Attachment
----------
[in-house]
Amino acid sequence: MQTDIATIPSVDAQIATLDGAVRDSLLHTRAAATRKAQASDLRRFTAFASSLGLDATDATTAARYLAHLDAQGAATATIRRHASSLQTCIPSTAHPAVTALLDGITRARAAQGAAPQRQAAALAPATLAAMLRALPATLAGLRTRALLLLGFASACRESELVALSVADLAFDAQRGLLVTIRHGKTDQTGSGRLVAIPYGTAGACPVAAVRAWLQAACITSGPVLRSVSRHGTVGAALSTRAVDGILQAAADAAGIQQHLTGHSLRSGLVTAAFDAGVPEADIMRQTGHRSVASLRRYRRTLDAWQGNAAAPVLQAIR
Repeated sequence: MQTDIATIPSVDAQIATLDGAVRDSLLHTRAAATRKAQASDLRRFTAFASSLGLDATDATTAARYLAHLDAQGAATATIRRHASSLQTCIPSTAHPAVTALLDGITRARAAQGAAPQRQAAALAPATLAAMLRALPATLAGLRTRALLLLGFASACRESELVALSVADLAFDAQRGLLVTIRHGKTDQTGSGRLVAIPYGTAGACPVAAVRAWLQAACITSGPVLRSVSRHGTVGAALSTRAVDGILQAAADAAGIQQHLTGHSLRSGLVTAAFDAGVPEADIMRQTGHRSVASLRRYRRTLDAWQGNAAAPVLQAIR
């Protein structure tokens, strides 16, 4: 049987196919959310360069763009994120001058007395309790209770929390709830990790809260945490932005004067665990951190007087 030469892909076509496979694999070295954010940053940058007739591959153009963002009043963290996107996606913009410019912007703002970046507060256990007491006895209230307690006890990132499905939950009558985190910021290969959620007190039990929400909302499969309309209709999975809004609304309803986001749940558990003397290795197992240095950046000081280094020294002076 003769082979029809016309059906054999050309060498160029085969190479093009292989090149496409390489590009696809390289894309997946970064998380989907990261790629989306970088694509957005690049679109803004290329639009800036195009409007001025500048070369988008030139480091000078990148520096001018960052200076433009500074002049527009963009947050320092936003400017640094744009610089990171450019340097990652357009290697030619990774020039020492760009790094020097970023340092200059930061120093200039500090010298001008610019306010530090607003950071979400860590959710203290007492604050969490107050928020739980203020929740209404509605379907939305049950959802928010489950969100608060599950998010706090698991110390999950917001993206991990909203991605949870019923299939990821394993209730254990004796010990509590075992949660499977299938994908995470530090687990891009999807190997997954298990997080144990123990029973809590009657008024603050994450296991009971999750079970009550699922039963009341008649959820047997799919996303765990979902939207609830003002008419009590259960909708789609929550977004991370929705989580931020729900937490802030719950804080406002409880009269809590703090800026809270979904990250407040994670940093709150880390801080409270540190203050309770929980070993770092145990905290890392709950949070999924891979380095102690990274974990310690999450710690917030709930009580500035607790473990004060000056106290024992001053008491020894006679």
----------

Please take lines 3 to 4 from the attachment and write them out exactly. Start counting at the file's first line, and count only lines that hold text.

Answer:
Repeated sequence: MQTDIATIPSVDAQIATLDGAVRDSLLHTRAAATRKAQASDLRRFTAFASSLGLDATDATTAARYLAHLDAQGAATATIRRHASSLQTCIPSTAHPAVTALLDGITRARAAQGAAPQRQAAALAPATLAAMLRALPATLAGLRTRALLLLGFASACRESELVALSVADLAFDAQRGLLVTIRHGKTDQTGSGRLVAIPYGTAGACPVAAVRAWLQAACITSGPVLRSVSRHGTVGAALSTRAVDGILQAAADAAGIQQHLTGHSLRSGLVTAAFDAGVPEADIMRQTGHRSVASLRRYRRTLDAWQGNAAAPVLQAIR
């Protein structure tokens, strides 16, 4: 049987196919959310360069763009994120001058007395309790209770929390709830990790809260945490932005004067665990951190007087 030469892909076509496979694999070295954010940053940058007739591959153009963002009043963290996107996606913009410019912007703002970046507060256990007491006895209230307690006890990132499905939950009558985190910021290969959620007190039990929400909302499969309309209709999975809004609304309803986001749940558990003397290795197992240095950046000081280094020294002076 003769082979029809016309059906054999050309060498160029085969190479093009292989090149496409390489590009696809390289894309997946970064998380989907990261790629989306970088694509957005690049679109803004290329639009800036195009409007001025500048070369988008030139480091000078990148520096001018960052200076433009500074002049527009963009947050320092936003400017640094744009610089990171450019340097990652357009290697030619990774020039020492760009790094020097970023340092200059930061120093200039500090010298001008610019306010530090607003950071979400860590959710203290007492604050969490107050928020739980203020929740209404509605379907939305049950959802928010489950969100608060599950998010706090698991110390999950917001993206991990909203991605949870019923299939990821394993209730254990004796010990509590075992949660499977299938994908995470530090687990891009999807190997997954298990997080144990123990029973809590009657008024603050994450296991009971999750079970009550699922039963009341008649959820047997799919996303765990979902939207609830003002008419009590259960909708789609929550977004991370929705989580931020729900937490802030719950804080406002409880009269809590703090800026809270979904990250407040994670940093709150880390801080409270540190203050309770929980070993770092145990905290890392709950949070999924891979380095102690990274974990310690999450710690917030709930009580500035607790473990004060000056106290024992001053008491020894006679």